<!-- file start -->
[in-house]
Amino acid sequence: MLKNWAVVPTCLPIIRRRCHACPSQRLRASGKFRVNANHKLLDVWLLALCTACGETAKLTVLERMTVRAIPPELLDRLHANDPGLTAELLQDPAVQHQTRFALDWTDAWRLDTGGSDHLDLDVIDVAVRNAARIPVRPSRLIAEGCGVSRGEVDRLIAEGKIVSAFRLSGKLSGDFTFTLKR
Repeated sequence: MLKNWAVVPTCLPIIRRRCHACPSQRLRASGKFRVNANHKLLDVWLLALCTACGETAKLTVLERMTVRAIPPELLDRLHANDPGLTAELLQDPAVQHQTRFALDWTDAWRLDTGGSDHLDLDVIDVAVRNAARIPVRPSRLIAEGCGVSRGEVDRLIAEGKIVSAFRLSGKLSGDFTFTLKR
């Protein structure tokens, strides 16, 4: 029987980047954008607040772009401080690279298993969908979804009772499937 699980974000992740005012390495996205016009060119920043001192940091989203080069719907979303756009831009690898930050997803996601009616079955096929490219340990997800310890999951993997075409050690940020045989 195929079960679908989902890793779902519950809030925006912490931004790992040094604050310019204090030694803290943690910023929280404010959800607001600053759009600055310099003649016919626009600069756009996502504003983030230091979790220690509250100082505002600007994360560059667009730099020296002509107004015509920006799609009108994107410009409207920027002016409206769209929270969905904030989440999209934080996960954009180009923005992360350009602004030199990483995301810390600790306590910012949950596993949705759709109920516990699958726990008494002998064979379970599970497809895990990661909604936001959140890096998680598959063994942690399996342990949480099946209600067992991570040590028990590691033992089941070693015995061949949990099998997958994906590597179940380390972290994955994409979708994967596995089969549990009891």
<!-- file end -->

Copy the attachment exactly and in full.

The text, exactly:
[in-house]
Amino acid sequence: MLKNWAVVPTCLPIIRRRCHACPSQRLRASGKFRVNANHKLLDVWLLALCTACGETAKLTVLERMTVRAIPPELLDRLHANDPGLTAELLQDPAVQHQTRFALDWTDAWRLDTGGSDHLDLDVIDVAVRNAARIPVRPSRLIAEGCGVSRGEVDRLIAEGKIVSAFRLSGKLSGDFTFTLKR
Repeated sequence: MLKNWAVVPTCLPIIRRRCHACPSQRLRASGKFRVNANHKLLDVWLLALCTACGETAKLTVLERMTVRAIPPELLDRLHANDPGLTAELLQDPAVQHQTRFALDWTDAWRLDTGGSDHLDLDVIDVAVRNAARIPVRPSRLIAEGCGVSRGEVDRLIAEGKIVSAFRLSGKLSGDFTFTLKR
């Protein structure tokens, strides 16, 4: 029987980047954008607040772009401080690279298993969908979804009772499937 699980974000992740005012390495996205016009060119920043001192940091989203080069719907979303756009831009690898930050997803996601009616079955096929490219340990997800310890999951993997075409050690940020045989 195929079960679908989902890793779902519950809030925006912490931004790992040094604050310019204090030694803290943690910023929280404010959800607001600053759009600055310099003649016919626009600069756009996502504003983030230091979790220690509250100082505002600007994360560059667009730099020296002509107004015509920006799609009108994107410009409207920027002016409206769209929270969905904030989440999209934080996960954009180009923005992360350009602004030199990483995301810390600790306590910012949950596993949705759709109920516990699958726990008494002998064979379970599970497809895990990661909604936001959140890096998680598959063994942690399996342990949480099946209600067992991570040590028990590691033992089941070693015995061949949990099998997958994906590597179940380390972290994955994409979708994967596995089969549990009891």